Missouri coach Frank Haith kept encouraging Alex Oriakhi, telling them he had more to give. The senior center has been playing like there's no tomorrow for a while now.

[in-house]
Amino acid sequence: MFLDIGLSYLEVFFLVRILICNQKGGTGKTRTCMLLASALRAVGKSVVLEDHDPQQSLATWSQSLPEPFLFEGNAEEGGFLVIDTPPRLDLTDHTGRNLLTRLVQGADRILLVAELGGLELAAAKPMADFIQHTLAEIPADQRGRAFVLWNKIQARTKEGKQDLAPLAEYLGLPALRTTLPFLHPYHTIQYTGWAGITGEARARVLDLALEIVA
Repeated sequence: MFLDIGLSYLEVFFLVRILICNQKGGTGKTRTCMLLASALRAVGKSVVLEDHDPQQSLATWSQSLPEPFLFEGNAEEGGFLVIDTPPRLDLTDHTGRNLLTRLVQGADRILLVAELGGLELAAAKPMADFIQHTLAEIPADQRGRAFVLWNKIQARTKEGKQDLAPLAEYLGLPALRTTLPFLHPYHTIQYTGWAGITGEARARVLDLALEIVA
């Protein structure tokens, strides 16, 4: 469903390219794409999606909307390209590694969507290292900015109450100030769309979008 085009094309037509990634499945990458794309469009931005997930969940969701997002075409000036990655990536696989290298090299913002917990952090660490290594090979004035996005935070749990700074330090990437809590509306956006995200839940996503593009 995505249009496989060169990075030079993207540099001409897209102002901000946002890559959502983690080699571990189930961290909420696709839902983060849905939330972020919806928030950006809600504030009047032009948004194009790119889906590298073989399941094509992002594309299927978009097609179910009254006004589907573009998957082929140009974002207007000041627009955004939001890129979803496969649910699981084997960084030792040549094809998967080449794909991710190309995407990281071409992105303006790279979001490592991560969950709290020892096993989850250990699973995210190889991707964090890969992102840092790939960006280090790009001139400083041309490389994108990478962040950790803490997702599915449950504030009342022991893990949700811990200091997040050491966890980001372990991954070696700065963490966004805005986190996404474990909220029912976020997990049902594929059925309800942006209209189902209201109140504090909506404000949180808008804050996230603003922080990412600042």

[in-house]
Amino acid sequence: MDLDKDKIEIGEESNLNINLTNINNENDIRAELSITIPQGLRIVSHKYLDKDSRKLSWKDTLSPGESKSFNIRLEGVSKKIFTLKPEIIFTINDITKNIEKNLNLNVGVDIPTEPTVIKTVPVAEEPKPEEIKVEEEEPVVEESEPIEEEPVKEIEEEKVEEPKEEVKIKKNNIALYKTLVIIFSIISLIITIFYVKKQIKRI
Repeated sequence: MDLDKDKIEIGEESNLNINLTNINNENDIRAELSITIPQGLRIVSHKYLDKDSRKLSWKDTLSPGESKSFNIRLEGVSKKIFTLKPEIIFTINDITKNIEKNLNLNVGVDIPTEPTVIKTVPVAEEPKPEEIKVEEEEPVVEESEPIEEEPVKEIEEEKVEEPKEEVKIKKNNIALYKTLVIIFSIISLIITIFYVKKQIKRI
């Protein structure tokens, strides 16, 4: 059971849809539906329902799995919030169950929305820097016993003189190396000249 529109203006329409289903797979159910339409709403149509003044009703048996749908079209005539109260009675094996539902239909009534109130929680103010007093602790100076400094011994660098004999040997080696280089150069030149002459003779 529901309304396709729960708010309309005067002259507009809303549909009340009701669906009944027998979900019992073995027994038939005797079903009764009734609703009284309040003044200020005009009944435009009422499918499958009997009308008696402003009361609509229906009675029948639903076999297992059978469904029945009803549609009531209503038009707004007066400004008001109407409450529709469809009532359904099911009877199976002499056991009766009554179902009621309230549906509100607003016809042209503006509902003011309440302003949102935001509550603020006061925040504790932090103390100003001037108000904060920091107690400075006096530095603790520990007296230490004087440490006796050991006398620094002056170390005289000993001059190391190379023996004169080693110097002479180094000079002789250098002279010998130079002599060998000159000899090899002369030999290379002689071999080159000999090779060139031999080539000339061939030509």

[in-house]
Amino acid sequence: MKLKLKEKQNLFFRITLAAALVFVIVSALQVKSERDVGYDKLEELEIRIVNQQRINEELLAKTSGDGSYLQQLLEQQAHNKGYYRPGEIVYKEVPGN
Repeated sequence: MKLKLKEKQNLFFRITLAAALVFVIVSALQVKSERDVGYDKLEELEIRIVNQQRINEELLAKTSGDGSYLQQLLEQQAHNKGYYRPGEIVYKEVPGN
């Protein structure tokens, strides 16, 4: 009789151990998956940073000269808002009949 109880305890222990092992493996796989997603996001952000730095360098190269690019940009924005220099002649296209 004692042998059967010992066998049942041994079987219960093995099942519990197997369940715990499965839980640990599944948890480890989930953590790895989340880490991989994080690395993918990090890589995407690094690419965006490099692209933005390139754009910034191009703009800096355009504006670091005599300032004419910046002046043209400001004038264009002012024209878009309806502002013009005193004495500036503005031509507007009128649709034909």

ST. LOUIS (AP) — Missouri coach Frank Haith kept encouraging Alex Oriakhi, telling them he had more to give. The senior center has been playing like there's no tomorrow for a while now. "Every day I keep telling myself my days are numbered, so I keep reminding myself, 'How do you want to be remembered?'" Oriakhi said. "And I think about that every day, that one game and you're done. All I know is I'm going to leave it all out there on the floor." The 6-foot-9, 255-pound Oriakhi is averaging close to a double-double and shooting a career best 63 percent for Missouri (23-10), which faces Colorado State (25-8) in the NCAA tournament on Thursday in Lexington, Ky. He missed just one of 14 shots in two SEC tournament games. He's the first Missouri player to average eight or more and shoot 70 percent-plus from the free throw line since Doug Smith in 1990-91. "Man, he's just bought in," Haith said. "I can say those things but just look at his numbers, they speak for themselves what the young man's done over the last half of the year." Missouri needs Oriakhi to step up in a matchup of two of the NCAA's best rebounding teams. Colton Iverson and Pierce Hornung are each averaging nearly 10 boards for Colorado State, which earned an at-large bid after losing in the Mountain West semifinals. Missouri has outrebounded all but six opponents, with Laurence Bowers averaging six and reserves Earnest Ross and Tony Criswell adding about five apiece. "I think it's going to be a great test for us as far as rebounding," Oriakhi said. "Like I've always said, rebounding comes down to heart and will, so it's going to test us." Oriakhi played on the 2011 Connecticut national championship team and transferred after the Huskies went on NCAA probation, joining former AAU teammate Phil Pressey and choosing Missouri over Kentucky. He's made his lone season count for the Tigers, throwing his weight around on the court and quickly becoming a leader off it. "Mizzou, it's definitely been special to me. I feel like I've been going here for four years," Oriakhi said. "As far as the coaching, the fans, it's definitely been a great experience and I knew I made the right choice when I committed." Oriakhi is part of one of the most productive transfer classes in the country, with Haith opting to bring in experienced players after losing stalwarts Marcus Denmon, Kim English and Ricardo Ratliffe. Pressey is the lone holdover from last season's 30-win team, given Bowers missed the entire season with a knee injury. The transfers had an additional hole to fill when senior guard Michael Dixon, among the nation's best sixth men last year, left after two sexual assault claims became public. Oriakhi has more than done his part to fill the void. "Honestly, I think Alex has really taken a big part of our leadership as the year's gone on," Haith said. "I think he's a guy that's really been our vocal guy that has been more playing with a sense of urgency. Not to say anything about Laurence or Phil, but I think Alex's really stepped up. He's a guy that I think we're relying on to be that locker room guy." Over time, Haith also convinced Oriakhi he is a scorer. "You hear him talking about his confidence, that's all it is with Alex," Haith said. "He's a big, strong kid that has good hands and can finish around the basket. He should play like that, a guy that knows he can score."